Wednesday, March 16, 2011

Love You Forever

There are two children’s books that make me cry every time. The Giving Tree, by Shel Silverstein and Love You Forever by Robert Munsch. It never fails: I get halfway through and I’m sobbing – not just a few silent tears, but a voice-quavering, choking sob that’s embarrassing in public. Which I was when I read Love You Forever to Sec at preschool drop-off yesterday.

In case you’ve never read the book, it starts with a new mom putting her baby to sleep -- she rocks him in her arms and sings:

“I love you forever

I like you for always

As long as you’re living

My baby, you’ll be.”

It’s not Langston Hughes or anything. In fact, it’s pretty corny the first time you read it. But on the next page when the mom sings the same song to her baby, who’s now a rascal of a toddler, it gets a little less corny. And when she sings it to her bubble-gum-chomping school-age kid on the next page, its not at all corny, and reaching the point of being sweet and touching.

When she sings the song to her teenager – that’s when I start to tear up. But it’s only when the son becomes a man, and moves to his own house across town, and she takes a bus in her nightgown in the middle of the night to sneak into his room and sing him the song, that I start sobbing.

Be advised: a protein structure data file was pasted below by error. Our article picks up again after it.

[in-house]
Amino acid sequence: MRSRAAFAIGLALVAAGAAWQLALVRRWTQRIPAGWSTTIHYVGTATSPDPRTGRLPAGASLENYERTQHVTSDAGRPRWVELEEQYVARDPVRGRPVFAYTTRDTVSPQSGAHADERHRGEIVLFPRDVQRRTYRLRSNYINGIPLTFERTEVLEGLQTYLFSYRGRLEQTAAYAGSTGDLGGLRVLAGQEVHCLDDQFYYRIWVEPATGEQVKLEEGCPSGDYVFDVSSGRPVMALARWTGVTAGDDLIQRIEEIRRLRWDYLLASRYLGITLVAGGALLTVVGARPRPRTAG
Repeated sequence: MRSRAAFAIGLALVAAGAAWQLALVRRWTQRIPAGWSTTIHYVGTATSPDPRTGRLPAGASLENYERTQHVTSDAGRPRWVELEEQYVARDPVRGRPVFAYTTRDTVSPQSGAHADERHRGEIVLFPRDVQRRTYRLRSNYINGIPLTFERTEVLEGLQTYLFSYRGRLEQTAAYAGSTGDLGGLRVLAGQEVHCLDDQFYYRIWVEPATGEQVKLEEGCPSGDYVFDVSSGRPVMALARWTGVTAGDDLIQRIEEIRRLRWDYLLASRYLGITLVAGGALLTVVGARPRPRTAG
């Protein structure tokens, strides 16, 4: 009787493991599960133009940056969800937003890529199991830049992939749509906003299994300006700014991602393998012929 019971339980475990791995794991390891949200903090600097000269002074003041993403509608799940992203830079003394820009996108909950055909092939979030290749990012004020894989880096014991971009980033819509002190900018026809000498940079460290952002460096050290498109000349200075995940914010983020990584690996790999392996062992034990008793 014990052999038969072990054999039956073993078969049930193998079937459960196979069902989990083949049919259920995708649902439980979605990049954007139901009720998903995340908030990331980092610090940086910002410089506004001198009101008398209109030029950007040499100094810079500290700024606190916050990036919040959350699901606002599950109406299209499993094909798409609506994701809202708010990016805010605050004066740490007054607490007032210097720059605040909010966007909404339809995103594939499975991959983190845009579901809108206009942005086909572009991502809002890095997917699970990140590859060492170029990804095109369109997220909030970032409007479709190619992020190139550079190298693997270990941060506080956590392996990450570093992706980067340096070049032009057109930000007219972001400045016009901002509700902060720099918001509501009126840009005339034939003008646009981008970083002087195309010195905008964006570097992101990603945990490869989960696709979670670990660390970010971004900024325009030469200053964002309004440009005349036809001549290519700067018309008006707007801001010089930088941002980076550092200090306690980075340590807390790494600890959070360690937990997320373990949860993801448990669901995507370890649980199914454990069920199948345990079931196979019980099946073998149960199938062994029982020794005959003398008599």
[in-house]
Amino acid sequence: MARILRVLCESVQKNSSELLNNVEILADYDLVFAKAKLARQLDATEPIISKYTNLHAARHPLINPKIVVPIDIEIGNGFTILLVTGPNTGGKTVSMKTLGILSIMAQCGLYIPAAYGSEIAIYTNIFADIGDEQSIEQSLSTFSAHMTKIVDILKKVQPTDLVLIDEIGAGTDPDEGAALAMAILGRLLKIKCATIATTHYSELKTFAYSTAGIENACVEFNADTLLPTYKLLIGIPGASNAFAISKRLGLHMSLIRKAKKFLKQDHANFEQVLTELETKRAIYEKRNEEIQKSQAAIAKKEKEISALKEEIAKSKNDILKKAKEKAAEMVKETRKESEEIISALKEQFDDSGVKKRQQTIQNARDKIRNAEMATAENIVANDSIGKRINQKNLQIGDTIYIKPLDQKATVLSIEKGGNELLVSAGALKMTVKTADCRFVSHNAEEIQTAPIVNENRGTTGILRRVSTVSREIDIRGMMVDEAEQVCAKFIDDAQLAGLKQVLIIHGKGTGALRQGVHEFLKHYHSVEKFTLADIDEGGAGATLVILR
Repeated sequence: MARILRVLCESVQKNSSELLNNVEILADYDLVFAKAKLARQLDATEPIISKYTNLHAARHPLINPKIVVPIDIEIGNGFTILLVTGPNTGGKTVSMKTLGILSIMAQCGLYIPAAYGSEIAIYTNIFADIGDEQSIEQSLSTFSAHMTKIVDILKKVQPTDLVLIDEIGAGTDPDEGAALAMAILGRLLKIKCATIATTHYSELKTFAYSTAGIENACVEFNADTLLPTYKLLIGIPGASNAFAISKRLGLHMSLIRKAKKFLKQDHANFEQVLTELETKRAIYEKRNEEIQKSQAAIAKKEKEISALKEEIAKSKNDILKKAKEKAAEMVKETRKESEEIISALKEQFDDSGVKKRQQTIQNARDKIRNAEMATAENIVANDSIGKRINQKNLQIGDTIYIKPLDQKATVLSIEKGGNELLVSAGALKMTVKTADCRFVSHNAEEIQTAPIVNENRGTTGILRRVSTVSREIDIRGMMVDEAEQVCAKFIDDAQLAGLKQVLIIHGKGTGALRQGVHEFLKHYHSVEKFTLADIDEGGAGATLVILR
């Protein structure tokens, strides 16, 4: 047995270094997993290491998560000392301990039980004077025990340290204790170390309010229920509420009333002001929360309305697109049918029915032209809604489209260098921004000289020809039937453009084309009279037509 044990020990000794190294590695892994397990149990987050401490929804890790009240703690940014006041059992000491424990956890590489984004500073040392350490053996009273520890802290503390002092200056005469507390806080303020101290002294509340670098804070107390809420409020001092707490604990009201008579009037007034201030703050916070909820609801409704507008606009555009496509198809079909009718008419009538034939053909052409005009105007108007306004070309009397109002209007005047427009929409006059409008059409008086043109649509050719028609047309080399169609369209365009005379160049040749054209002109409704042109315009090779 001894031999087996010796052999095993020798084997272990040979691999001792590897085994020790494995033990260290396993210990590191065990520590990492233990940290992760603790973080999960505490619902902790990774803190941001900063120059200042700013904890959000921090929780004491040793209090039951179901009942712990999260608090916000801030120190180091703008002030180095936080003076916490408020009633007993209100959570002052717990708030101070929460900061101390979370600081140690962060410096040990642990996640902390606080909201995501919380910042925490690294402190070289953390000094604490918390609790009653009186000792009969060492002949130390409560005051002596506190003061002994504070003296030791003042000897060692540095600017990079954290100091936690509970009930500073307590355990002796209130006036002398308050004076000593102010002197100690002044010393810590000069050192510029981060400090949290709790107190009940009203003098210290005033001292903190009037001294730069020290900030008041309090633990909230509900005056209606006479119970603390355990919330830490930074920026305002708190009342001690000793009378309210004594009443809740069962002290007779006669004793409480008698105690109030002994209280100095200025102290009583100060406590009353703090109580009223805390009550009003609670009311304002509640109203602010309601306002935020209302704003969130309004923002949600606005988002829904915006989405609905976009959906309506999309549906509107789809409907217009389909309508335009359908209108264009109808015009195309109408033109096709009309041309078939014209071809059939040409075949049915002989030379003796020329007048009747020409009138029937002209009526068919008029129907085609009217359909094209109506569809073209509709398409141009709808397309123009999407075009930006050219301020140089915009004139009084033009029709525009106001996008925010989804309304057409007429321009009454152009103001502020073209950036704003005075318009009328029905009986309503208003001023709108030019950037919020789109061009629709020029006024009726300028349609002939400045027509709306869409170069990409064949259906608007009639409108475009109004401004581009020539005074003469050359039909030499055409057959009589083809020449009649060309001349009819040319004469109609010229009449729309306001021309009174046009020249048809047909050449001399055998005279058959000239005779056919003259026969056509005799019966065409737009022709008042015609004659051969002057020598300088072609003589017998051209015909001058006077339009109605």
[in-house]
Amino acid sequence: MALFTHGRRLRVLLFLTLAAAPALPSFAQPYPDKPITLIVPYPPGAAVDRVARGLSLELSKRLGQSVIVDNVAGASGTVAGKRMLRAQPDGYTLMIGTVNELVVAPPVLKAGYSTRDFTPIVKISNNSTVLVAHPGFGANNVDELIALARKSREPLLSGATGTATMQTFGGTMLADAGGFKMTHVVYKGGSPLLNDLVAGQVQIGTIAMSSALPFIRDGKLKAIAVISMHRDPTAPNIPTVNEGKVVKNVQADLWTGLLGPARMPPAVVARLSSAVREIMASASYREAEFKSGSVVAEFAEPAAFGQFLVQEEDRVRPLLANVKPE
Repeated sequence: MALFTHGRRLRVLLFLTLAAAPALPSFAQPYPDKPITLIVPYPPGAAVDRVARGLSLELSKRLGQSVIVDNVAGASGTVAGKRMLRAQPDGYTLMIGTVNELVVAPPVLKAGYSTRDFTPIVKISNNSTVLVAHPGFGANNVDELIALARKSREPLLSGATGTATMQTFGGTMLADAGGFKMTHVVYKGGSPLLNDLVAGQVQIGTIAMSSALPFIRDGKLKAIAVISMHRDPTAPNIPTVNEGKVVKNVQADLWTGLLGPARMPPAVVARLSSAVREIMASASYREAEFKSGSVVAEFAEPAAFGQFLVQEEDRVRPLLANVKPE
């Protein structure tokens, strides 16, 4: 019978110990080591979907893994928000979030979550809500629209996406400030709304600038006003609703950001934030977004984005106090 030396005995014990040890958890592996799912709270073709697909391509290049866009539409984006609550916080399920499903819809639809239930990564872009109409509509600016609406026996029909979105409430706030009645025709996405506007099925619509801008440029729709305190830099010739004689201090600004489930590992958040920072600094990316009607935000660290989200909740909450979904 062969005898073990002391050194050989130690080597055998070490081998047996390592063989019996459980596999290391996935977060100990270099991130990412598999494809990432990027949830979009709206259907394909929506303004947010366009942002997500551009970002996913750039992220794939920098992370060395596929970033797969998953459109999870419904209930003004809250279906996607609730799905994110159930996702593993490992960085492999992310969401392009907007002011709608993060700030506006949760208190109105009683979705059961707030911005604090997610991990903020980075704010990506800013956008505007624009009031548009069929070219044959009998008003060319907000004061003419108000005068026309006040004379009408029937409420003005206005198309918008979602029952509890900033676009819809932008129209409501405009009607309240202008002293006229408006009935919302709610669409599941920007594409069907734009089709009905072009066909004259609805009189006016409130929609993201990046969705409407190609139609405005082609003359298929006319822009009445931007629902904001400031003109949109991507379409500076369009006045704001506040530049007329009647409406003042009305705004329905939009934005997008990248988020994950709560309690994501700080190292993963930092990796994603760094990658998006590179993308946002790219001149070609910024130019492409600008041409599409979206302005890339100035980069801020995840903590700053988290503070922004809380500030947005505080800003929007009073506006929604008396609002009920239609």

This could be me. I could see this happening.

The thought of my baby boy – who, as tall as my shoulders now, isn’t such a baby – moving to his own house, well that just annihilates me. As I read this page, I am assailed by guilt at having felt annoyed when he wakes too early in the morning or bugs me for ten different kinds of snacks, or makes me watch him play video games. I have him now, nearly all the time. When he’s not in school, he is almost always a few steps away, telling me his amazing observations and corny jokes and listening to me talk about shit that I like which most other kids would be bored to tears by. One day, I’ll be just his mother, not his go-to person for just about everything. But though he’ll feel differently about me when he’s grown, I’m willing to bet I’ll feel the same way I do now, the same way I did when he was born and stretched his spindly fingers towards my chin in his first gesture of life of earth – that love and adoration for the little tiny human I ushered into the world. And I wouldn’t be surprised if I do scale his apartment building and creep into his bedroom and sing him the same lullaby I did when he kept me up all night as an infant.

I thought, for sure, the fact that I was reading the picture book in Sec’s classroom would curtail my customary waterworks, but no, they came anyway, and I felt like a maniac, wiping away tears in the book corner, while the other kids played with Flubber and Sec asked me why I was sad.

“I’m not sad, honey,” I replied, “I’m crying for joy.”

Which wasn’t precisely true, but a decent approximation of me anticipating my empty nest syndrome 20 years down the line.